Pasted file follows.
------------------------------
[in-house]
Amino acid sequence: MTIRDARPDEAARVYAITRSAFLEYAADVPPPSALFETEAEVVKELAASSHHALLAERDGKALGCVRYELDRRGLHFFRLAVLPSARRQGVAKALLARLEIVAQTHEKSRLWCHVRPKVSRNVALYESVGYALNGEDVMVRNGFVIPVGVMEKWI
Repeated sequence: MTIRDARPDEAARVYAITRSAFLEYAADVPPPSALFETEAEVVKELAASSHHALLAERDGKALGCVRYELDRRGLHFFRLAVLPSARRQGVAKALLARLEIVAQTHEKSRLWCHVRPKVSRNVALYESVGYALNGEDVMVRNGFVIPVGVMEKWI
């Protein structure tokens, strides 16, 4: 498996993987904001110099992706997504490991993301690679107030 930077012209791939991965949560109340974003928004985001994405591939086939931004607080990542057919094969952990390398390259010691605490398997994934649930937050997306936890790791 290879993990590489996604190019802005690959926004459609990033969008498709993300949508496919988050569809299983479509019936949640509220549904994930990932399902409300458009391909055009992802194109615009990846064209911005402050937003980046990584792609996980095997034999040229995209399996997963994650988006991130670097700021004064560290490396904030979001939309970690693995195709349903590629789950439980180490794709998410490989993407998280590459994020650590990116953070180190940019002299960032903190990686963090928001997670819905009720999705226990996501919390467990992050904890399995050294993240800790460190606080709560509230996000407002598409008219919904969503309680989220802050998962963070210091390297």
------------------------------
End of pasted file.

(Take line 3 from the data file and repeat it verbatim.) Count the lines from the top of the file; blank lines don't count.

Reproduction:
Repeated sequence: MTIRDARPDEAARVYAITRSAFLEYAADVPPPSALFETEAEVVKELAASSHHALLAERDGKALGCVRYELDRRGLHFFRLAVLPSARRQGVAKALLARLEIVAQTHEKSRLWCHVRPKVSRNVALYESVGYALNGEDVMVRNGFVIPVGVMEKWI